Photo by James BunoanThen there was that fateful decision to order the vitamins.
“There were these vitamins we bought,” said Johnny Arata. “They're multivitamins, but they're, like, 'the perfect multivitamin.' They look like big horse pills. They sent more vitamins than we could take, and you had to take three vitamins a day. In, like, three months, they shipped us more pills than we could take in six months. But they were good about taking them back. We thought it would be great. Expensive is what it was.”
“It's just so tempting when we watch TV,” said his wife, Frankie. “They show you a product and say that it will fulfill my life. But usually, it's more trouble than it's worth.”
Frankie and Johnny have been infomercial junkies for at least the past decade. As managers of a Newport Beach restaurant, they often get home at 3 or 4 a.m. Not yet ready to call it a night, they flip on the TV, only to find that many of the most compelling programs involve guys with caterpillar eyebrows selling life-changing juicers, grills, makeup and exercise equipment.
“Every time something comes on TV, we're like, 'I want that,'” said Frankie, who's been saying that a lot more than usual now that the holidays are here.
“I almost bought a $500 video camera off QVC the other night, but I couldn't find my credit card,” said Johnny.
They have bought many, many things off TV. They've bought the Note Network, Epilstop, Revo Hair Styler, Met Wrench, Gator Grip, George Foreman Grill, Total Gym, Ab Roller, Thigh Master, Food Saver, Ginsu Knife, that lipstick that changes colors depending on your mood and a bunch of other junk they can't even remember right now.
Mostly, Johnny remembers the Met Wrench, a large set of universal socket wrenches. “I recommend that to everybody,” he said. “That works on everything. You don't have to worry about metric, standard, rounded bolts, anything. But I'm a mechanical kind of guy.”
The Total Gym was also a great buy. “We love that,” said Johnny. “You know, the one sold by Christie Brinkley and Chuck Norris? The one with the bench and cables, where you use your own body weight? But don't buy the cheapie one for $100. Get the big one with the galvanized steel.”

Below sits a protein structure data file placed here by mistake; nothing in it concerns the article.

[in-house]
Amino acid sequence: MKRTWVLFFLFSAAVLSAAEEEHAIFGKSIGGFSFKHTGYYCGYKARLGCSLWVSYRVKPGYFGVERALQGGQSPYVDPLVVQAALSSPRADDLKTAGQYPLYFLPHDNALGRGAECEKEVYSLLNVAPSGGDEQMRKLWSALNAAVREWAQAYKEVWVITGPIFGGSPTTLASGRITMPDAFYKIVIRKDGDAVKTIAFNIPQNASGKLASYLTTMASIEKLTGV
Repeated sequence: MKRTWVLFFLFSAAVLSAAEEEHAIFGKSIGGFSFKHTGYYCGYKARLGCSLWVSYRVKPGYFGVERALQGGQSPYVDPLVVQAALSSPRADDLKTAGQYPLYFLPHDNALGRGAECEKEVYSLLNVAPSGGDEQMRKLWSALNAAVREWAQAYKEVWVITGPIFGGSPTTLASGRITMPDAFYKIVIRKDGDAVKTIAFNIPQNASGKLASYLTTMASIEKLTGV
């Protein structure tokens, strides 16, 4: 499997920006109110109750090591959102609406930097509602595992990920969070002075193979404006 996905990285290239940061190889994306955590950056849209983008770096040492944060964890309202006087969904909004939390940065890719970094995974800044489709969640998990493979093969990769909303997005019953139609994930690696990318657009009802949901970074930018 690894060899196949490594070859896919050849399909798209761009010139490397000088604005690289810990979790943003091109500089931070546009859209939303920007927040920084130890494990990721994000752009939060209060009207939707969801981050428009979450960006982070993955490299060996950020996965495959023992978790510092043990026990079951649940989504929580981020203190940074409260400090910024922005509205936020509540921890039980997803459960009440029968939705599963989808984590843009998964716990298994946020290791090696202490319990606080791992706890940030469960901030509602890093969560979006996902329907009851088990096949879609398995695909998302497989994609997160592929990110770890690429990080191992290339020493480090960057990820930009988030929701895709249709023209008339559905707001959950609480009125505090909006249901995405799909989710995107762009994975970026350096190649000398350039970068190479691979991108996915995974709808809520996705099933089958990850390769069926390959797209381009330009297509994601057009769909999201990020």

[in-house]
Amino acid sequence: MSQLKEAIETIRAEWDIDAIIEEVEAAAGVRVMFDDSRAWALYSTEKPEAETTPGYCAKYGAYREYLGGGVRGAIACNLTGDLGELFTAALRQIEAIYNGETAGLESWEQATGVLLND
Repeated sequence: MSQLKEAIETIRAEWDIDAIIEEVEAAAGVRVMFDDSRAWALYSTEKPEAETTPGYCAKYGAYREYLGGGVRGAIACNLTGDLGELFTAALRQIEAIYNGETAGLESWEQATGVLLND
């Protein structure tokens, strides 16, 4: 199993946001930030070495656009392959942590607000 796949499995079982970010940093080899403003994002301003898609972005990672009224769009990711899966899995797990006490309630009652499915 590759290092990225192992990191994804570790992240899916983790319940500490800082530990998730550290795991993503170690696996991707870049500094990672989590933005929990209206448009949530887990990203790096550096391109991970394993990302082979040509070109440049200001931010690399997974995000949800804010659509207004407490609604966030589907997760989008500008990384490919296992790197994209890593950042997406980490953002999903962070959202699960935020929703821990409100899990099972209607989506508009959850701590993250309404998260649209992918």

Those things they use a lot. The rest of their purchases—well, not so much.
“We only use the Food Saver [which seals food into airtight bags for preservation] to reseal potato chip bags,” said Frankie. “It works great for that. Chips aren't cheap these days.”
There was the Note Network, a get-rich-quick scheme they bought one sleepless night. It seems to have involved the buying and selling of real-estate notes, but they weren't too clear on that.
“I mean, one of these schemes has gotta work, right?” said Johnny. “But Frankie never followed up on it.”
Frankie purchased the Revo Hair Styler, which is basically just an electric hair brush. “My sister loves it,” she said. “But I don't like it. It's really heavy. I think it works mostly with short hair.”
They bought the George Foreman Grill nearly two years ago but haven't yet taken it out of the box. Ditto the Juiceman's Juicer.
“I was thinking of getting that Ronco Rotisserie,” said Johnny. “But it only seems to cook on the outside.”
“The Ab Roller works pretty well,” said Frankie. “But we don't use it. Now the Thighmaster, that was just stupid. It doesn't work at all. It sits on the floor, and you have to crawl into it. There's no resistance to it.”
How about that household cleaner made out of oranges?
“Oh, yeah. We have that,” said Johnny. “It works, but so does soap and water. It just makes everything smell pretty. Better was that bunch of knives I bought off the Knife Channel. It's great. You can get, like, a hundred knives for a hundred bucks.”
But it hasn't all been good. Consider the unfortunate and short-lived fascination with the Epilstop.
“That's a hair-removal system,” said Frankie. “You spray it on your skin, then wipe it off. That doesn't work at all.”
“Yeah,” said Johnny. “It tells you to wipe it off after, like, a minute or it will start to burn. And it burns.”
“We sent it back,” said Frankie. “We kept the free bathrobe it comes with, only that was never really free because it required $14.95 in shipping and handling.”
Clearly, they're addicted.
“No!” said Johnny. “That's a bad word. We're curious. We just want to see if this stuff works.”
Increasingly, Frankie and Johnny buy from mail-order catalogs, online stores and even eBay.
“Yeah, but eBay became a problem,” said Johnny. “I got into a bidding war with my friends to buy a St. Ides promotional poster with Tupac and Snoop Dogg. It should have cost $5, but I ended up spending $30 on that. I gave it to my mom for Mother's Day. She loved it.”